The error message was “The database DATABASE NAME is not accessible. (ObjectExplorer)” which was not helpful since it didn’t give any clue to figure out the issue.

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Later I found that the issue is because the user in the restored database is not properly mapped to the user in the new server and the resolution for this is to run the stored procedure sp_change_users_login to correct the orphaned user.

  • sp_change_users_login ‘update_one’, ‘USER’, ‘LOGIN’ – Links the given user in the current database to the specified login.
  • sp_change_users_login ‘auto_fix’, ‘USER’ – Links the given user in the current database to the login having the same name in the current server.

After running this you will be able to access the restored database without any issue using the mentioned database user.

Have you noticed that with the default settings of SQL Server 2008 R2 you cannot use the design view to edit and save table changes which requires table to be recreated. But if you used earlier SQL Server installations you should remember that this functionality was possible. When you try to save such a table you will see an error similar to the following in SQL Server 2008 R2.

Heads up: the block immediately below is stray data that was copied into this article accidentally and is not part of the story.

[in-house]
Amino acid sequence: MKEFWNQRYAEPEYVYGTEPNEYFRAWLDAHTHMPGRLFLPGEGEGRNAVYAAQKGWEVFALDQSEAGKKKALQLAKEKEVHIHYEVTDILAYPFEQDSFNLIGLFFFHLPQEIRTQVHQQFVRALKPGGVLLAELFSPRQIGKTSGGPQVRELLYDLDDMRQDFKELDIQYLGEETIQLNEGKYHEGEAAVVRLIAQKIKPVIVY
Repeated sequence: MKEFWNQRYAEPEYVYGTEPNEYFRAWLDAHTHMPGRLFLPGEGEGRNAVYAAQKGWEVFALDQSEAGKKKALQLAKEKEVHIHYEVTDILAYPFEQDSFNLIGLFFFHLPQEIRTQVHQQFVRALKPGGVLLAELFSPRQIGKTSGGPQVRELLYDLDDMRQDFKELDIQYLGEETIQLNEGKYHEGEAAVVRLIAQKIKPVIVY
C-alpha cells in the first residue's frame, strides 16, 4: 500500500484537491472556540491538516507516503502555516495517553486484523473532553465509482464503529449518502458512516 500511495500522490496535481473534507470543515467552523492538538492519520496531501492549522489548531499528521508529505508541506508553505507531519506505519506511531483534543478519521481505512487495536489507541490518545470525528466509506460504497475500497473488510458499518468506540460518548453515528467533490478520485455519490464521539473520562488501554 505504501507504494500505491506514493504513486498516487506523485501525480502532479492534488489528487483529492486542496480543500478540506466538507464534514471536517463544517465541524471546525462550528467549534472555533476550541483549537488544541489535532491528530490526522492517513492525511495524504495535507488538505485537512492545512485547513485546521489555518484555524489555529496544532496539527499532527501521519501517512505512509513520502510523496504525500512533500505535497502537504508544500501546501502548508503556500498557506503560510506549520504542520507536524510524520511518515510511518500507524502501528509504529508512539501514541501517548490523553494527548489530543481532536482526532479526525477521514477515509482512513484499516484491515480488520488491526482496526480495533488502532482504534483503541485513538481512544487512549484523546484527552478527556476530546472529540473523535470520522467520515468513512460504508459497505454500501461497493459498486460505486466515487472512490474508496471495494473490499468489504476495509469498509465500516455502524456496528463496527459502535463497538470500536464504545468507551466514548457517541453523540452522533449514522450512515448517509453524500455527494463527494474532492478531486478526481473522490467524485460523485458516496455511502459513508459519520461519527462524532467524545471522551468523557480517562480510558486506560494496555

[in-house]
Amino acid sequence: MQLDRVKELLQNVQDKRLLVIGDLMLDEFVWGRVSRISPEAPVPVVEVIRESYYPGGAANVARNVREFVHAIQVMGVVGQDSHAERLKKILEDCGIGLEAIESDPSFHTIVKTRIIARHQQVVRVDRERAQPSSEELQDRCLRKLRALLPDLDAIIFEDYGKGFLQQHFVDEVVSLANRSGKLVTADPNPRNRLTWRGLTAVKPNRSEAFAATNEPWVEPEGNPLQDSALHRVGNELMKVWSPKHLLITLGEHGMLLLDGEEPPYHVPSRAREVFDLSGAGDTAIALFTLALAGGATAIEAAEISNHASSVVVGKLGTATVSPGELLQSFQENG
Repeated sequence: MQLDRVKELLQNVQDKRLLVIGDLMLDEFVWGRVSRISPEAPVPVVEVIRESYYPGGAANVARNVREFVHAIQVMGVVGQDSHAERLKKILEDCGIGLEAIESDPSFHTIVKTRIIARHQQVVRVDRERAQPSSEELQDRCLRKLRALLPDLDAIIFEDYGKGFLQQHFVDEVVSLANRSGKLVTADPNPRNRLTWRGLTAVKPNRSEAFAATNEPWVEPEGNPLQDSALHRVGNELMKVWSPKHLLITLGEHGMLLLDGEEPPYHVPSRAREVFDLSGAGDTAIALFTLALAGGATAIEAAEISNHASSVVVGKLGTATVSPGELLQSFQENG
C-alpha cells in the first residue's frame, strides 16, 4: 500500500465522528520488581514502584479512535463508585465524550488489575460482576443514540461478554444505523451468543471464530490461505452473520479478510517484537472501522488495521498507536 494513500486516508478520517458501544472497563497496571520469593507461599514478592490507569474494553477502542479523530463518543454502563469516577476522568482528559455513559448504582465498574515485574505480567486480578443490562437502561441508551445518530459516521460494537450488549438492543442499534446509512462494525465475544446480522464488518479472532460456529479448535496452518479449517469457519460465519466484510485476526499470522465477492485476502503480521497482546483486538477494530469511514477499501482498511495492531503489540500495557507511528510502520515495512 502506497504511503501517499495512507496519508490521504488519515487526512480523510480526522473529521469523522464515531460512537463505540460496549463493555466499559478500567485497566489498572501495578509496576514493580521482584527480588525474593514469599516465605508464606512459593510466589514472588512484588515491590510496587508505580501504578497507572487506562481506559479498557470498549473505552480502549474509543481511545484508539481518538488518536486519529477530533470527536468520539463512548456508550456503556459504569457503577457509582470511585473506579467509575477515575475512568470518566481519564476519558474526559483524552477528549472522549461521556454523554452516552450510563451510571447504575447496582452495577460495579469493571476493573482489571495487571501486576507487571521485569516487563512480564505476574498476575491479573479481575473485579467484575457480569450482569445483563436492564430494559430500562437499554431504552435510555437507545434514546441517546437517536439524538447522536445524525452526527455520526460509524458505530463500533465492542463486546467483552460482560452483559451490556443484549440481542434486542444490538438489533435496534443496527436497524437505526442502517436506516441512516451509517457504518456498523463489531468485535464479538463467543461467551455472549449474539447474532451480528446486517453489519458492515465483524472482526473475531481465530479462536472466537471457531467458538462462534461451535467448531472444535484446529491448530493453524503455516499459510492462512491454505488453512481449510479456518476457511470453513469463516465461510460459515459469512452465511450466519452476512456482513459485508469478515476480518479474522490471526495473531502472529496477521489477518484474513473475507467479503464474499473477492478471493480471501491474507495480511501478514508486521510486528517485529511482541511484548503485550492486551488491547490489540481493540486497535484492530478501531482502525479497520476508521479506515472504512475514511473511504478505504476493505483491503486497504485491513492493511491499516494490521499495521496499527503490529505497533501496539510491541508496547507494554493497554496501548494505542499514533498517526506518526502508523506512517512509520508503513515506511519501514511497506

But the good news is that we can enable this functionality by going to SQL Server options.

Click Tools –> Options and expand Designers node and select ‘Table and Database Designers’.

Then uncheck the option ‘Prevent saving changes that require table re-creation’ and press OK.

Now if you try to save the table changes SQL will do the alteration without any complains.

Today when I tried to install SQL Server 2008 R2 I couldn’t change the shared feature installation directory in the setup. Both the textbox and browse button were disabled restricting me to select the desired path.

After sometime I found the cause for this. It is because there were some SQL related programs already installed in my computer, because they are there the SQL setup uses the same directory to setup the rest of the programs.

If you need to relocate the install directory then simply you need to uninstall all the SQL related programs using Programs and Features and re-run the SQL Server setup. Then the browse buttons will be active enabling you to select an alternate location.